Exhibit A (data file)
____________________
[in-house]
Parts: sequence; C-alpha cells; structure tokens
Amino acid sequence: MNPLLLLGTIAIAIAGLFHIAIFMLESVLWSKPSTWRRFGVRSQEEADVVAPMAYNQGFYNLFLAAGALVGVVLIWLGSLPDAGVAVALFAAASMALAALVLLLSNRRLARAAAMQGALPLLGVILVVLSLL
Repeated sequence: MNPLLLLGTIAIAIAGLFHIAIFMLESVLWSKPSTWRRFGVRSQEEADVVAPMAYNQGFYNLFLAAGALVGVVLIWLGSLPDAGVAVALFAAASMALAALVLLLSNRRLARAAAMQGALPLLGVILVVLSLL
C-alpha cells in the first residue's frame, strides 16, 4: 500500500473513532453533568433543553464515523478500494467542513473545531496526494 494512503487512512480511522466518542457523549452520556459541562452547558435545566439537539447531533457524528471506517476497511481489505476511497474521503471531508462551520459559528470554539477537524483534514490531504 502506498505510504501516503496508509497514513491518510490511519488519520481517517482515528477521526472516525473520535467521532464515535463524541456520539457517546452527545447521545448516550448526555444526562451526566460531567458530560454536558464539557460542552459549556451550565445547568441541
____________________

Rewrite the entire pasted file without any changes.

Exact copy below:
[in-house]
Parts: sequence; C-alpha cells; structure tokens
Amino acid sequence: MNPLLLLGTIAIAIAGLFHIAIFMLESVLWSKPSTWRRFGVRSQEEADVVAPMAYNQGFYNLFLAAGALVGVVLIWLGSLPDAGVAVALFAAASMALAALVLLLSNRRLARAAAMQGALPLLGVILVVLSLL
Repeated sequence: MNPLLLLGTIAIAIAGLFHIAIFMLESVLWSKPSTWRRFGVRSQEEADVVAPMAYNQGFYNLFLAAGALVGVVLIWLGSLPDAGVAVALFAAASMALAALVLLLSNRRLARAAAMQGALPLLGVILVVLSLL
C-alpha cells in the first residue's frame, strides 16, 4: 500500500473513532453533568433543553464515523478500494467542513473545531496526494 494512503487512512480511522466518542457523549452520556459541562452547558435545566439537539447531533457524528471506517476497511481489505476511497474521503471531508462551520459559528470554539477537524483534514490531504 502506498505510504501516503496508509497514513491518510490511519488519520481517517482515528477521526472516525473520535467521532464515535463524541456520539457517546452527545447521545448516550448526555444526562451526566460531567458530560454536558464539557460542552459549556451550565445547568441541